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Art of the Day: Monday March 23, 2015

I Heard a Fly Buzz....: Emily Dickinson Tribute

- by Patience

This week's theme: Pink Is More Than Little Girls and Barbie

We think that we have pink all figured out, but we don't. Pink has a history that spans centuries. It has meant and been used to represent many things. Before the late 30's or early 40's pink wasn't automatically assigned to girls. It's popularity has waxed and waned. Currently - and surprisingly, younger people like pink less that older people. Before the chemical dyes of the 20th century nature had a lock on bright and bold pinks. The iconic "shocking pink" was created in the 1930's by designer Elsa Schiaparelli - who was rather shocking in her own right. The past 100 years has seen an explosion of pink and if you look at it's past and it's present, you will find that pink has a dynamic and interesting history.


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Art: I Heard a Fly Buzz....: Emily Dickinson Tribute by Artist Patience


When reflecting upon this month's EBSQ exhibit theme, "Celebrating Fan Art", I thought about all the innumerable and diverse popular cultural, social and artistic influences, present and past, that have impacted me in one way or another throughout the course of my life.  Narrowing such a number down to one posed a big challenge -- however, being as that it so happens that the last several consecutive painting projects of mine lately have depicted male figures, I decided to at least concentrate on a woman, if only for a refreshing change of pace (no offense to men).  There are any number of amazing female cultural icons of whom I am a fan and believe deserving of tributes....but finally, the familiar first lines of an old poem, by a certain enigmatic classic American writer, came to mind....:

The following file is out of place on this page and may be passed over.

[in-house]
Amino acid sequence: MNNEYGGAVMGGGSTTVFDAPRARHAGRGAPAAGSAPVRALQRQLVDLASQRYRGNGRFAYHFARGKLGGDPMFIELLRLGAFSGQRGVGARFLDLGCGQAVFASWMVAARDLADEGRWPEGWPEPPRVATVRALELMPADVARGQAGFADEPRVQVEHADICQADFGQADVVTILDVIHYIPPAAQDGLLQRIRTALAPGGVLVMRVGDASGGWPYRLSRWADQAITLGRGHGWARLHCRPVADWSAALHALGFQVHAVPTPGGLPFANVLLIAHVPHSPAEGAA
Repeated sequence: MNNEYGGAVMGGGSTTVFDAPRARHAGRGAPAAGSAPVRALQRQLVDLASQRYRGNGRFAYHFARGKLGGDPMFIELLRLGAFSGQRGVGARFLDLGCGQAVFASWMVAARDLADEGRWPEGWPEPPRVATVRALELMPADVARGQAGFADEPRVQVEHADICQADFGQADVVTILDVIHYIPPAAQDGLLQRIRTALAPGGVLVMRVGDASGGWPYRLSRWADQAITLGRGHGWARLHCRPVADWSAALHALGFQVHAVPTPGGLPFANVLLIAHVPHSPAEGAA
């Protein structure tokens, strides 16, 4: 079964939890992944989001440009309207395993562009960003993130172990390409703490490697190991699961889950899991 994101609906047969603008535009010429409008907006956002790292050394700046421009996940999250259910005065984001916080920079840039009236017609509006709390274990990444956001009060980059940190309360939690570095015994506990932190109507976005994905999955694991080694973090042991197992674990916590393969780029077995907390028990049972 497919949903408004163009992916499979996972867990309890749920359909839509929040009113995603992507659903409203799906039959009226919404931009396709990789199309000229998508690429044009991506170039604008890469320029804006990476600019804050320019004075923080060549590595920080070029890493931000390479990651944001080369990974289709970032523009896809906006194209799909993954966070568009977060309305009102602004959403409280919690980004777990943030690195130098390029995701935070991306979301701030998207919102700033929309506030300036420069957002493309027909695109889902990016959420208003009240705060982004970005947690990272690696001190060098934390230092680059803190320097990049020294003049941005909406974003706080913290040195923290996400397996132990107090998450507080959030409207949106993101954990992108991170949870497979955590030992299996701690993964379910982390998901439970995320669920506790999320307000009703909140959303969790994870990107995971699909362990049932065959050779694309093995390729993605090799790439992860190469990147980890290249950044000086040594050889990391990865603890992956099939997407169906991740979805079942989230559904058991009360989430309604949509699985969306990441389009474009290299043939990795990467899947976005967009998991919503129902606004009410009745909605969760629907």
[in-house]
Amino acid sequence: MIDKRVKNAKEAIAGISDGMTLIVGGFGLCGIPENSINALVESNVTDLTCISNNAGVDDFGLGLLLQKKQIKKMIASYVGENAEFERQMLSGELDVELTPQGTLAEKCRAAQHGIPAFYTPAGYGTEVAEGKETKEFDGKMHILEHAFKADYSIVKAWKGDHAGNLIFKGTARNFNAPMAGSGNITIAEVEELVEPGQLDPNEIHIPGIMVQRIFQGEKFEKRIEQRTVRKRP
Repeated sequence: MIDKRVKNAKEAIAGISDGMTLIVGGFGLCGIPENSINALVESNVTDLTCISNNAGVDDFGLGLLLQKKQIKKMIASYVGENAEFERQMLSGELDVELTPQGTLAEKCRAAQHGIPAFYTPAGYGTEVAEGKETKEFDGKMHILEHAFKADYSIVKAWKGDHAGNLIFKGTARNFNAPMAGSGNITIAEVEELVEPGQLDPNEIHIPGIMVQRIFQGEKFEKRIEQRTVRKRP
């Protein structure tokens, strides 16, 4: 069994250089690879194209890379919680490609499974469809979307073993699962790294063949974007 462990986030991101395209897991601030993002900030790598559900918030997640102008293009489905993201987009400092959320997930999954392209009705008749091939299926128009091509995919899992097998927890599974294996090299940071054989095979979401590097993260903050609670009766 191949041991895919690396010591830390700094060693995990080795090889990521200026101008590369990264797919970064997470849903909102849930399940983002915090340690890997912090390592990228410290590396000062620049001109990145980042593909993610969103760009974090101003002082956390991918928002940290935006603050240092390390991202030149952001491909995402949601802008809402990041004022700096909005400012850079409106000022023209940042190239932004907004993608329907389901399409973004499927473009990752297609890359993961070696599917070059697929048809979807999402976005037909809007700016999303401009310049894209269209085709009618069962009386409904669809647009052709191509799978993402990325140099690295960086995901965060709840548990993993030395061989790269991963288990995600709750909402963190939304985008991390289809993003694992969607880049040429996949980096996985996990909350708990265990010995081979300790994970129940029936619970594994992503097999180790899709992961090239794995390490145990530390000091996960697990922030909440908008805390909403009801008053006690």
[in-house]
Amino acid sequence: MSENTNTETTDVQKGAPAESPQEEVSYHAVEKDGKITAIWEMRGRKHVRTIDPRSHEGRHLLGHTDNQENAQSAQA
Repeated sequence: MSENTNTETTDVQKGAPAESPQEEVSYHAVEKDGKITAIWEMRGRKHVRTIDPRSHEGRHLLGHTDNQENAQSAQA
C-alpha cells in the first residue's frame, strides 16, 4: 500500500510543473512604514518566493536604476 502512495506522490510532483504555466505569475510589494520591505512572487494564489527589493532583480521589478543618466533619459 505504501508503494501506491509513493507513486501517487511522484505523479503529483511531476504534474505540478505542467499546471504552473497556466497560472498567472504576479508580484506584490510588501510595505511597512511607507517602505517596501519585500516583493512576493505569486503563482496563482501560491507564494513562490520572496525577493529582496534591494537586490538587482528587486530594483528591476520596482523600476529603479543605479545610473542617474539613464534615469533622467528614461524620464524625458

".....I heard a Fly buzz - when I died -
The Stillness in the Room
Was like the Stillness in the Air -
Between the Heaves of Storm...."


And so begins one of Emily Dickinson's most notable pieces, "I Heard a Fly Buzz...."..... 

I recall my first taste of Dickinson, coming across this particular poem in English class all the way back to middle school or so.  I remember the struggle at the time to understand the meaning that might lie behind those few short lines of carefully chosen words.   What did the author mean...?  A Fly.  Somebody's death.  Buzzing.  ???   But I was intrigued, and my interest piqued enough in that classroom all those years ago, that I, as have so many others, went on to become a fan of her unique, unconventional writing style.....

An expressive composer of over 1700 poems, Emily Dickinson never actually received wide recognition within her lifetime.  She was undoubtedly an introvert -- something I can surely relate to.  An intensely private person, she instead became known more for her near reclusiveness in her later years and her penchant for wearing all white than she ever did for her writing. It was only after her death, when her secret stash of writings was discovered by a relative, that the astonishing scope of her work was finally revealed.

Emily Dickinson never married nor had children, but we can all agree she gave birth to a legacy of another kind: an incredible body of poetic verse, that continues to speak to us today nearly two centuries later. Thus I portray Miss Dickinson in this, my tribute portrait, in a dress of white, along with a friendly fly to keep her company....

(This is my 2nd in a series of tribute paintings to the great American poet, Emily Dickinson.  The first is here)



Detail Images


Detail Image for art I Heard a Fly Buzz....: Emily Dickinson Tribute

"I Heard a Fly Buzz....": Side View

Detail Image for art I Heard a Fly Buzz....: Emily Dickinson Tribute

"I Heard a Fly Buzz": Emily Dickinson Tribute

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